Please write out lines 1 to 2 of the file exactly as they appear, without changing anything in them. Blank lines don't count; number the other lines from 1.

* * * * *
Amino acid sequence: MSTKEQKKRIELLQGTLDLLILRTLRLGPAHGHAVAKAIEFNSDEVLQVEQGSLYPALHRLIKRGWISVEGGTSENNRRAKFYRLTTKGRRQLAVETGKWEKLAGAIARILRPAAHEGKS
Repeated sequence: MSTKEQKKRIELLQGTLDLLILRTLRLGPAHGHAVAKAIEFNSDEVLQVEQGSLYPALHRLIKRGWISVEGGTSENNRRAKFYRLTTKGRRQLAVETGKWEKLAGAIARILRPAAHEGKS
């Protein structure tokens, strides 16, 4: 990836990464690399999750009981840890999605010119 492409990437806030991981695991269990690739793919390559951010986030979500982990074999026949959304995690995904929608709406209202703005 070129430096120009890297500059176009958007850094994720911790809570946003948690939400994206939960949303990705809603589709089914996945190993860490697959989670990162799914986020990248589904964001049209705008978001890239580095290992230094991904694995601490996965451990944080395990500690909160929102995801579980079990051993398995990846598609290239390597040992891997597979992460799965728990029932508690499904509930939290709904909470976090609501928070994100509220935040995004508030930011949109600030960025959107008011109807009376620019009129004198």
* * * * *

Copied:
Amino acid sequence: MSTKEQKKRIELLQGTLDLLILRTLRLGPAHGHAVAKAIEFNSDEVLQVEQGSLYPALHRLIKRGWISVEGGTSENNRRAKFYRLTTKGRRQLAVETGKWEKLAGAIARILRPAAHEGKS
Repeated sequence: MSTKEQKKRIELLQGTLDLLILRTLRLGPAHGHAVAKAIEFNSDEVLQVEQGSLYPALHRLIKRGWISVEGGTSENNRRAKFYRLTTKGRRQLAVETGKWEKLAGAIARILRPAAHEGKS